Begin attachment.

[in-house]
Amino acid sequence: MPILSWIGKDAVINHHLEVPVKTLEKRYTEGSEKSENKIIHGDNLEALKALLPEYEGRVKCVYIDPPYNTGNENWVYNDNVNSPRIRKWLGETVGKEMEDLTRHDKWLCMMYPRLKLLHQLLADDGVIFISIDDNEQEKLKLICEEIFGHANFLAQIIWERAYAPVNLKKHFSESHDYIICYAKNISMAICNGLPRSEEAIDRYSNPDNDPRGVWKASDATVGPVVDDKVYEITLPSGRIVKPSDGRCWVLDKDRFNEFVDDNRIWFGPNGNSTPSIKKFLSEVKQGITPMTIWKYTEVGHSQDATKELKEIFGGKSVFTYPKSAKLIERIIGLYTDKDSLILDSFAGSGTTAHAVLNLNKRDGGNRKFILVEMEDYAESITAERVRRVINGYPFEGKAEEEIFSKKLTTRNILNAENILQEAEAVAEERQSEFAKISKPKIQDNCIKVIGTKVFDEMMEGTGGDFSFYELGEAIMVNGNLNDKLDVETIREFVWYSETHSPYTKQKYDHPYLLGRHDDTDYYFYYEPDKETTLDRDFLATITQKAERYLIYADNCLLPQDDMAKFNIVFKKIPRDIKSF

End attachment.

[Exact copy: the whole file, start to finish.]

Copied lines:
[in-house]
Amino acid sequence: MPILSWIGKDAVINHHLEVPVKTLEKRYTEGSEKSENKIIHGDNLEALKALLPEYEGRVKCVYIDPPYNTGNENWVYNDNVNSPRIRKWLGETVGKEMEDLTRHDKWLCMMYPRLKLLHQLLADDGVIFISIDDNEQEKLKLICEEIFGHANFLAQIIWERAYAPVNLKKHFSESHDYIICYAKNISMAICNGLPRSEEAIDRYSNPDNDPRGVWKASDATVGPVVDDKVYEITLPSGRIVKPSDGRCWVLDKDRFNEFVDDNRIWFGPNGNSTPSIKKFLSEVKQGITPMTIWKYTEVGHSQDATKELKEIFGGKSVFTYPKSAKLIERIIGLYTDKDSLILDSFAGSGTTAHAVLNLNKRDGGNRKFILVEMEDYAESITAERVRRVINGYPFEGKAEEEIFSKKLTTRNILNAENILQEAEAVAEERQSEFAKISKPKIQDNCIKVIGTKVFDEMMEGTGGDFSFYELGEAIMVNGNLNDKLDVETIREFVWYSETHSPYTKQKYDHPYLLGRHDDTDYYFYYEPDKETTLDRDFLATITQKAERYLIYADNCLLPQDDMAKFNIVFKKIPRDIKSF